The total trading volume of the company’s shares from April to September 2005 (before the stock split) was 1.04 lakh shares, compared to 24.89 lakh shares for the whole of the calendar year expired 2005.

The firm recorded a net profit of Rs. 558.30, rising 20.85% over Rs 461.99 crore a year before that during the June 2005 quarter.

Bharti Airtel

It is interesting to know that the stocks of the firm were split into 1:2. After splitting from Rs 415,50 (post-split) on 24 July 2009 to Rs 313.70 on 23 July 2010, the stock price deduced approximately 25 percent.

To understand the concept, let’s understand it in simpler terms. When the stocks get split, it automatically raises the demand among the investors. The demand further enhanced the profit of the company.

After the basic understanding, let’s have a look at the data.


The company made a net profit of Rs 2,687.50 Crore in the June 2009 quarter, rising 31.30 percent from Rs 2,046.79 Crore the previous quarter.

There are various firms that opt for the stock split strategy so that the investors can purchase the stocks easily.

Note: Whenever the stock price of the company raises to the extent the shares can be exchanged after the split for the one before the split.

Apart from the stock split example in India, now, let’s consider the stock split example of other companies out of India.


➡️ Tesla: With the effective date, i.e., August 31, 2020, together with the earning reports of the second quarter of 2020, Tesla announced the 5-for-1 stock split.

➡️ Alphabet: Along with the effective tenure, i.e., 2014, Alphabet finished the 2-for-1 stock split. However, the freshly formed shares were non-voting, and that is why two Alphabet ticker symbols are now publicly traded.

➡️ Apple:  Tesla unveiled the 4-by-1 stock split with the effective date of 31 August 2020 and earning reports from the second quarter of 2020.

Upcoming Stock Split

After understanding the concept of a stock split, now if you want to know about the upcoming stock split that are going to be launched in 2021, then consider the following table:


If you want to know about the upcoming stock splits that can help you in earning more profits, then here is the data available.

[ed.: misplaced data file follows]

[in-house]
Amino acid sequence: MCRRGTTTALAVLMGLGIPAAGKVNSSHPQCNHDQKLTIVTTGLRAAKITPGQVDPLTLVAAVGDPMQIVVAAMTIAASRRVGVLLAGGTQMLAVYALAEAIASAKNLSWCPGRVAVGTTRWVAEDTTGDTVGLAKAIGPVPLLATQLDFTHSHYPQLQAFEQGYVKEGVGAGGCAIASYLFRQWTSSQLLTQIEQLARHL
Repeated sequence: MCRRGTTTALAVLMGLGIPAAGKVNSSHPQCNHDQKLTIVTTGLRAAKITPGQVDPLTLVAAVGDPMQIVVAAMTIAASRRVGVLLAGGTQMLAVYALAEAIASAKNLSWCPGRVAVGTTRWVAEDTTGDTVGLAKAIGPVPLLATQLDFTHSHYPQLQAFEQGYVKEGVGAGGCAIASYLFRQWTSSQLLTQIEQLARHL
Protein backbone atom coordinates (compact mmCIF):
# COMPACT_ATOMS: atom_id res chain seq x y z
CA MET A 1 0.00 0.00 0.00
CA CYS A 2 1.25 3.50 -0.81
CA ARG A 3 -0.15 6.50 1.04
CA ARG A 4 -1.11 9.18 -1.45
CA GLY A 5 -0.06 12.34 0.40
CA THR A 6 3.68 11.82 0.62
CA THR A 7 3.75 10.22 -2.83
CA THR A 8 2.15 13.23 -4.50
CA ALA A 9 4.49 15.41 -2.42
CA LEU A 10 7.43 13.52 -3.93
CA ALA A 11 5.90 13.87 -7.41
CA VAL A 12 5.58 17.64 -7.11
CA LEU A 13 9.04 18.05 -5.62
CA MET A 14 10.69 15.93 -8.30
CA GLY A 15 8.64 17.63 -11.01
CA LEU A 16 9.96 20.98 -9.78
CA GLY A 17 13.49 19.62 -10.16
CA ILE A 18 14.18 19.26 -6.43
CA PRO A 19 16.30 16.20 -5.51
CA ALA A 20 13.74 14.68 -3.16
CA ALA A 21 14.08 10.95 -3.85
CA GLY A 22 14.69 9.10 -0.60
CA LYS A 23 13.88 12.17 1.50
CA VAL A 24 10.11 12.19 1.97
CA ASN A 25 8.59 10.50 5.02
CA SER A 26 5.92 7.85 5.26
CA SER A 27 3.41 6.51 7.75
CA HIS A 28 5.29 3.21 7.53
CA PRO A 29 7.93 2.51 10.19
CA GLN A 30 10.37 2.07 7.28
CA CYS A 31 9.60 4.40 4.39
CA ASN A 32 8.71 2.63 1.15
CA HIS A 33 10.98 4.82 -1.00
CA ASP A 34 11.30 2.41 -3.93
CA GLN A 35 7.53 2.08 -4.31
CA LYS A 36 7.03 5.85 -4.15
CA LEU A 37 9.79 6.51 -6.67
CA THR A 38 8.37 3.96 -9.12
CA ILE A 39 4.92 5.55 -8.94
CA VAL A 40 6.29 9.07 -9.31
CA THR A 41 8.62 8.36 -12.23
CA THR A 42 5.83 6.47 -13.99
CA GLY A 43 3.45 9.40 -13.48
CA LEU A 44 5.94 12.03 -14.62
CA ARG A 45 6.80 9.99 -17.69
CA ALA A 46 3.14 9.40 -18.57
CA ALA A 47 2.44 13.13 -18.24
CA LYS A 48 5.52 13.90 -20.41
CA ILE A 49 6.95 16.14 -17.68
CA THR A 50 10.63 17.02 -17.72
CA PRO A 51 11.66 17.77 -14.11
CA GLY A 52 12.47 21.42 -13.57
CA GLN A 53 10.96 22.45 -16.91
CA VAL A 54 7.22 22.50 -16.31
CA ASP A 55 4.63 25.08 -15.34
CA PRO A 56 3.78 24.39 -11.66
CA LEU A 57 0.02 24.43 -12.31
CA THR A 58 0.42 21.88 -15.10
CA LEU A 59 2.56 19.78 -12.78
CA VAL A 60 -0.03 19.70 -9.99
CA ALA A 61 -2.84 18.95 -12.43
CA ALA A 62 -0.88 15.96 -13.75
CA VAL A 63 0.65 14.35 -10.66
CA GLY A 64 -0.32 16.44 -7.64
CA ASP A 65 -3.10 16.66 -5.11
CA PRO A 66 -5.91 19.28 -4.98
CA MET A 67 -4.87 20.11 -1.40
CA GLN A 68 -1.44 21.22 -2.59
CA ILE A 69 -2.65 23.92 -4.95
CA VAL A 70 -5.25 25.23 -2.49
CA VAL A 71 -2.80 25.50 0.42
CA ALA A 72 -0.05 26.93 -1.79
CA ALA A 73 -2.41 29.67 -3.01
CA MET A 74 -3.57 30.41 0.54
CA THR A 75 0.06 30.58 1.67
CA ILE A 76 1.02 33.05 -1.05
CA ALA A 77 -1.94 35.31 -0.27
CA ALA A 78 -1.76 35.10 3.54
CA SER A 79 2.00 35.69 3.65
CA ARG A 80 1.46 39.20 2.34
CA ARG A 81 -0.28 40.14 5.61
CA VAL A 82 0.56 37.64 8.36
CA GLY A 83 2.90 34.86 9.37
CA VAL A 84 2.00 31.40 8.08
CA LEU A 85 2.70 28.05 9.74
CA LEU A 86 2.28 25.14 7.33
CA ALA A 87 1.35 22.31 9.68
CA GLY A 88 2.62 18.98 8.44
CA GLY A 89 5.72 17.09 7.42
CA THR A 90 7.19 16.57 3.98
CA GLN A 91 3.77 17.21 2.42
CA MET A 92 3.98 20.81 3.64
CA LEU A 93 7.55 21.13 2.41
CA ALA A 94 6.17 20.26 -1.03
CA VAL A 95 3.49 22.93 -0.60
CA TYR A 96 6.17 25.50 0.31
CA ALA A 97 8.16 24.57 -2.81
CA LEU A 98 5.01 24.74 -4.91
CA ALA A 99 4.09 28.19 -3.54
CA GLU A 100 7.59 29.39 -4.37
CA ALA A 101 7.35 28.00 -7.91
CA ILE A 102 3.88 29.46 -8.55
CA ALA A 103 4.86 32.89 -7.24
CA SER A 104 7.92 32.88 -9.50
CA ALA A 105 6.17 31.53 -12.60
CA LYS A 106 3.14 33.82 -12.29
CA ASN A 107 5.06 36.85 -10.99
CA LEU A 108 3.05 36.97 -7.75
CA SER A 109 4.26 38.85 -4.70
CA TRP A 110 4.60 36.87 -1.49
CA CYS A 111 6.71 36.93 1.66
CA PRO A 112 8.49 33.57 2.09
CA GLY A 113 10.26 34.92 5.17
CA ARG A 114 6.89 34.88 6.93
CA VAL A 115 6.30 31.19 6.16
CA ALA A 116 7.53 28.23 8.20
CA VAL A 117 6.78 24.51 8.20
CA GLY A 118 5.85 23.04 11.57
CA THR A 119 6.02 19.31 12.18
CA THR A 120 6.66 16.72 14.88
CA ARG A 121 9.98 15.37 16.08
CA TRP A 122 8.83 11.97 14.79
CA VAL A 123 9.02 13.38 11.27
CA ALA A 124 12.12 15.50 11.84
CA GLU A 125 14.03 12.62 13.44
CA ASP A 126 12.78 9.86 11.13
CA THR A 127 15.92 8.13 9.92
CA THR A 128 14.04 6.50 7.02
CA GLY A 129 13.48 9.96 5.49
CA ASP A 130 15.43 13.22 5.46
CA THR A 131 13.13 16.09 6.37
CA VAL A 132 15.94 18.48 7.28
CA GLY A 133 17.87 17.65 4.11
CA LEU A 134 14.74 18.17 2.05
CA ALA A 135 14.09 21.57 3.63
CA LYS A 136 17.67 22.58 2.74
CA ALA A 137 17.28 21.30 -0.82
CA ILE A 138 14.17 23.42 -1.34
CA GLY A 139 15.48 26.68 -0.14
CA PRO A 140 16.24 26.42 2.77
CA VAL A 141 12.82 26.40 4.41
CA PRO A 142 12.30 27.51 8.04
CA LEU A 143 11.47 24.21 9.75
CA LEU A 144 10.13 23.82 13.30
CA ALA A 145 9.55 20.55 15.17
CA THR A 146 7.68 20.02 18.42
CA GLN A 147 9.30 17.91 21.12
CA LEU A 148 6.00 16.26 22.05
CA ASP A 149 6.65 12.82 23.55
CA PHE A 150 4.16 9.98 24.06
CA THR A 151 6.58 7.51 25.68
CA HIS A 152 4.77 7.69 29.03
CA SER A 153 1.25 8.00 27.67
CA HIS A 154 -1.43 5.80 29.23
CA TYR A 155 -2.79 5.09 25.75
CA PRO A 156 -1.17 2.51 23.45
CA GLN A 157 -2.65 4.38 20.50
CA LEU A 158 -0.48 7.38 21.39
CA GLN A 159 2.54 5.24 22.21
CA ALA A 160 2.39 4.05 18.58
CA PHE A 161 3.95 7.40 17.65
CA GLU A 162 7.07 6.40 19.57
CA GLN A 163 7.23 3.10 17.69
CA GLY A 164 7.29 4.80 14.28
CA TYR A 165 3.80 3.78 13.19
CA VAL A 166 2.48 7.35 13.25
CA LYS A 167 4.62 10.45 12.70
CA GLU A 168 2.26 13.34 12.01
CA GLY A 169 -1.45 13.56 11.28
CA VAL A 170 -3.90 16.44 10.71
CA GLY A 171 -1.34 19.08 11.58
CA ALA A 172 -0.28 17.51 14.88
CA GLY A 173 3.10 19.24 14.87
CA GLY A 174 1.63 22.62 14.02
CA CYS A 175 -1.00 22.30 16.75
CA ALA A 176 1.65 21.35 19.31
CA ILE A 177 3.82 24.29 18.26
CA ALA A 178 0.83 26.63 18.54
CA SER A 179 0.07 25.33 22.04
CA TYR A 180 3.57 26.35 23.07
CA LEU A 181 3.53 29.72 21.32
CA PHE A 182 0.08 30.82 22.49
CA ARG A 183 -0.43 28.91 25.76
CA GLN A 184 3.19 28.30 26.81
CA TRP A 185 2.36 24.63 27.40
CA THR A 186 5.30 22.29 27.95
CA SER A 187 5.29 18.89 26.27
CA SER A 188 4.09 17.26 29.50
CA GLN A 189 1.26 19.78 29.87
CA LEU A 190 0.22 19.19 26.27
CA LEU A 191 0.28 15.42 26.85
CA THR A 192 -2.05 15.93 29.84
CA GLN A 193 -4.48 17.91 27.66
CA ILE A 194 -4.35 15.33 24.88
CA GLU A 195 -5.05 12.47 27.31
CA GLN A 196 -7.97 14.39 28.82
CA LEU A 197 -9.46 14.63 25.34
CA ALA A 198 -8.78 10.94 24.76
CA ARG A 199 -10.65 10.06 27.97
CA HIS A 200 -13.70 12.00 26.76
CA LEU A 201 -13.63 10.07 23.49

Note: The table which is mentioned above is reliable and it is taken from Money Control.

Example of Reverse Stock Split

After the stock split, here comes the reverse stock split. 

The measure that is taken by the firms to decrease the number of the more outstanding shares in the market is known as the reverse stock split. 

Opposite to the stock split, the stock split reverse is a decrease in the number of company’s shares (outstanding) in the market. The reverse stock split relies on the preset ratio.

Let’s understand a concept further with a situation. 

If the reverse stock split ratio is 2:1, then it means that the investor or a trader will receive one share for every two present shares. 

The reverse stock split in India’s list is mentioned in the below table that was seen in the year 2020.


The companies mentioned in the table above were the ones that went through the reverse stock split.

In India, for  2021, there are no reverse stock splits upcoming.

The companies mentioned above went through the reverse stock split in the year 2019.

Example of a Forward Stock Split

The general type of stock split is the forward split. A forward split means a company’s share count is raised by providing the new shares to the present investors.

To understand the concept, let’s assume an example of a forward stock split.

Swayam has a 3-for-1 forward split which means, if he possesses ten shares of Infosys company before it gets split, he will carry the 30 shares afterward whenever the split is done.